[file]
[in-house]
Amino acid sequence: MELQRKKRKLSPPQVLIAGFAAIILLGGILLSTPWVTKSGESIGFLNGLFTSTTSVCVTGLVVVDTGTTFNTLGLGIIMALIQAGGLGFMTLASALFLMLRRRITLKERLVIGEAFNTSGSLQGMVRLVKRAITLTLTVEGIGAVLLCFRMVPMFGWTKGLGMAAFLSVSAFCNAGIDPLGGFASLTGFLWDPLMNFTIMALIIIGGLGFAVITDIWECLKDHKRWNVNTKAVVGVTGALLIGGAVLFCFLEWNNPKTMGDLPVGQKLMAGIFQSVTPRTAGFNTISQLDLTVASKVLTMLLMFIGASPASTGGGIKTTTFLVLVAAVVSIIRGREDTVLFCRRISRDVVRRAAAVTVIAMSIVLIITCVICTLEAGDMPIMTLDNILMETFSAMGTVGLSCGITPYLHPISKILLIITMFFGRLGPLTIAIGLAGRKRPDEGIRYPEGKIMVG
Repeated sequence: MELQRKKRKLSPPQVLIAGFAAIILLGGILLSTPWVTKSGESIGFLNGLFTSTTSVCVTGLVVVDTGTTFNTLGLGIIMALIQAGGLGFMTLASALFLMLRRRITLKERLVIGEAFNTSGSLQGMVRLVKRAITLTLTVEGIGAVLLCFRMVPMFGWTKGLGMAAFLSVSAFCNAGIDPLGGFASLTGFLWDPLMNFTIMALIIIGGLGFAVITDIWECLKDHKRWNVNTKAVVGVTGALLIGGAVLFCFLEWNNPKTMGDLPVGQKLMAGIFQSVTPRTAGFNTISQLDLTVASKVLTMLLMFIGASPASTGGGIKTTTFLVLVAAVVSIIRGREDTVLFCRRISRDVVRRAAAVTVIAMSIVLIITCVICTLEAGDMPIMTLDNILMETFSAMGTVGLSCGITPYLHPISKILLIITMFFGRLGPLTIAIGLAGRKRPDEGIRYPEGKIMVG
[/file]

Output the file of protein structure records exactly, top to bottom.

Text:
[in-house]
Amino acid sequence: MELQRKKRKLSPPQVLIAGFAAIILLGGILLSTPWVTKSGESIGFLNGLFTSTTSVCVTGLVVVDTGTTFNTLGLGIIMALIQAGGLGFMTLASALFLMLRRRITLKERLVIGEAFNTSGSLQGMVRLVKRAITLTLTVEGIGAVLLCFRMVPMFGWTKGLGMAAFLSVSAFCNAGIDPLGGFASLTGFLWDPLMNFTIMALIIIGGLGFAVITDIWECLKDHKRWNVNTKAVVGVTGALLIGGAVLFCFLEWNNPKTMGDLPVGQKLMAGIFQSVTPRTAGFNTISQLDLTVASKVLTMLLMFIGASPASTGGGIKTTTFLVLVAAVVSIIRGREDTVLFCRRISRDVVRRAAAVTVIAMSIVLIITCVICTLEAGDMPIMTLDNILMETFSAMGTVGLSCGITPYLHPISKILLIITMFFGRLGPLTIAIGLAGRKRPDEGIRYPEGKIMVG
Repeated sequence: MELQRKKRKLSPPQVLIAGFAAIILLGGILLSTPWVTKSGESIGFLNGLFTSTTSVCVTGLVVVDTGTTFNTLGLGIIMALIQAGGLGFMTLASALFLMLRRRITLKERLVIGEAFNTSGSLQGMVRLVKRAITLTLTVEGIGAVLLCFRMVPMFGWTKGLGMAAFLSVSAFCNAGIDPLGGFASLTGFLWDPLMNFTIMALIIIGGLGFAVITDIWECLKDHKRWNVNTKAVVGVTGALLIGGAVLFCFLEWNNPKTMGDLPVGQKLMAGIFQSVTPRTAGFNTISQLDLTVASKVLTMLLMFIGASPASTGGGIKTTTFLVLVAAVVSIIRGREDTVLFCRRISRDVVRRAAAVTVIAMSIVLIITCVICTLEAGDMPIMTLDNILMETFSAMGTVGLSCGITPYLHPISKILLIITMFFGRLGPLTIAIGLAGRKRPDEGIRYPEGKIMVG